It's one thing when contaminants in the river have unfamiliar names: Radioactive cesium-137 and the rocket fuel perchlorate, for instance, drain into the river from Los Alamos. Or sometimes it's easy for regular people to ignore the presence of things like chlorine and ammonia, selenium and mercury. But somehow the whole fecal coliform issue has a certain gross-out factor that seems more tangible to your average person. Poop seems more clear-cut, and, well, everyone can relate to it and visualize it.
Maybe that's a good thing. Perhaps people will finally start taking this stretch of the river—and its protection—seriously. "Along the whole middle Rio Grande, whether the issue is water quality or quantity, bosque or habitat restoration issues, there is a way that people can live beside it, along it and not feel connected to it that is a bit mysterious to me," said John Horning, executive director of the Santa Fe-based environmental group, Forest Guardians. "In a way, it's like there isn't any one dramatic source that is threatening the river—it's the classic death of a thousand cuts," he says. "It's diffuse, largely invisible and yet—hey!—it's coming to your tap."
Indeed, even if you're not a river rat and you've never enjoyed a stroll through the bosque, consider this: In about two and a half years, we're all going to be drinking water from the Rio Grande. Once the city completes its San Juan Chama Drinking Water Project, the city will be mixing river water with groundwater to serve it up as drinking water. That diversion, by the way, is about six miles downstream of Rio Rancho's wastewater utility and a stone's throw downstream from the North Valley Diversion Channel.
Now that the study is done, state regulators will have the opportunity to decide whether to revise the fecal coliform standards—so that the river is not out of compliance with their standards—or figure out a way to control releases and clean up the river. Locally, the Ciudad Soil and Water Conservation District is working on a Watershed Restoration Action Strategy that will come up with ways to clean the watershed. The first and foremost goal of the conservation district is to educate people about the importance of the watershed. The health of the watershed, said Glass, affects everything: human health, the quality of the water in the river and the ground, the abundance of wildlife and recreational opportunities. "People who live in a paved watershed don't realize that," he said. "But the fundamental issue is not that complicated: The pollutants we dump are getting into our river."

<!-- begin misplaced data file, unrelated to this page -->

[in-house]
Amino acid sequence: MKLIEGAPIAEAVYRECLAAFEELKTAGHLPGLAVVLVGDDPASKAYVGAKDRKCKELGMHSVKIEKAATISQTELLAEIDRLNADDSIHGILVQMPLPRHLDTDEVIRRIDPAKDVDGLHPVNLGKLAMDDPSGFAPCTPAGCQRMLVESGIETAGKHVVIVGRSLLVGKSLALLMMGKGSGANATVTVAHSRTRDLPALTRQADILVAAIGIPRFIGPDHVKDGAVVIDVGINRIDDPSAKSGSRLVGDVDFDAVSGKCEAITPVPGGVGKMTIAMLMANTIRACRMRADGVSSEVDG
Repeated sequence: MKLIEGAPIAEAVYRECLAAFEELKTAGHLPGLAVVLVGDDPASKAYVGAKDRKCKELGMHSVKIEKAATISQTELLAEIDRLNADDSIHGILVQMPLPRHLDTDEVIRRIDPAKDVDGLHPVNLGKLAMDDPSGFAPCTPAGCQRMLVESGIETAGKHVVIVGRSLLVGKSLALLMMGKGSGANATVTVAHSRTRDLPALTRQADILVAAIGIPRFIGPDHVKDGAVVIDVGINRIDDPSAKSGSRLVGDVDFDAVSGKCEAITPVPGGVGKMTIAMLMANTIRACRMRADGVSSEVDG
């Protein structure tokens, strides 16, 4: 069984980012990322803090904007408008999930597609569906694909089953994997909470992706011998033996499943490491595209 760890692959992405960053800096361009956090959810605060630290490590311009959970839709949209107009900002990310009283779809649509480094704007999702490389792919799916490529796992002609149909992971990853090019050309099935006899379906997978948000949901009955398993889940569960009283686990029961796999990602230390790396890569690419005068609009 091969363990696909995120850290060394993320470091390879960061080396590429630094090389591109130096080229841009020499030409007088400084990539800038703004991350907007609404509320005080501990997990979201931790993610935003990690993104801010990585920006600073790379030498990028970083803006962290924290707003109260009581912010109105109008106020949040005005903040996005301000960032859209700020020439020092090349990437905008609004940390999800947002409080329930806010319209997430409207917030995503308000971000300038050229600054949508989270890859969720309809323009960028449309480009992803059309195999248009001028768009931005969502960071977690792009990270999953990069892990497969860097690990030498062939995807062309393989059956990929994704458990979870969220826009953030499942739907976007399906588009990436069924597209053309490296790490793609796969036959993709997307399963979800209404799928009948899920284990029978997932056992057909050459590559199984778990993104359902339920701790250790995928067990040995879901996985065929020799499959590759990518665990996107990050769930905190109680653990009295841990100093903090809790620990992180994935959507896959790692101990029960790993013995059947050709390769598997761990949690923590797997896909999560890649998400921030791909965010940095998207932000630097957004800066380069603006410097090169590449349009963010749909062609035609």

If you're interested in getting a CD of the fecal coliform report, which, despite its 331 pages of tables, charts and descriptions of water sampling techniques, isn't as cumbersome to navigate as one might think (as an added bonus, it includes an entire appendix of "miscellaneous scat photos"), contact the state's Surface Water Quality Bureau at (505) 827-0187 or go to www.nmenv.state.nm.us/swqb.
Alibi Newscity Reading Comprehension Quiz
Whoever correctly answers the following three multiple choice questions—and is the first to e-mail them to email@example.com along with their name and contact information—will win a copy of two fabulous books: Floyd Abrams' Speak Freely: Trials of the First Amendment and Edward Said's From Oslo to Iraq and the Road Map: Essays.
What's the definition of fecal coliform?
What's the biggest source of fecal coliform in the stretch of Rio Grande that flows through Albuquerque?
One of the most intriguing aspects of the fecal coliform report discussed above is that it includes an appendix of "miscellaneous scat photos." What's the definition of scat?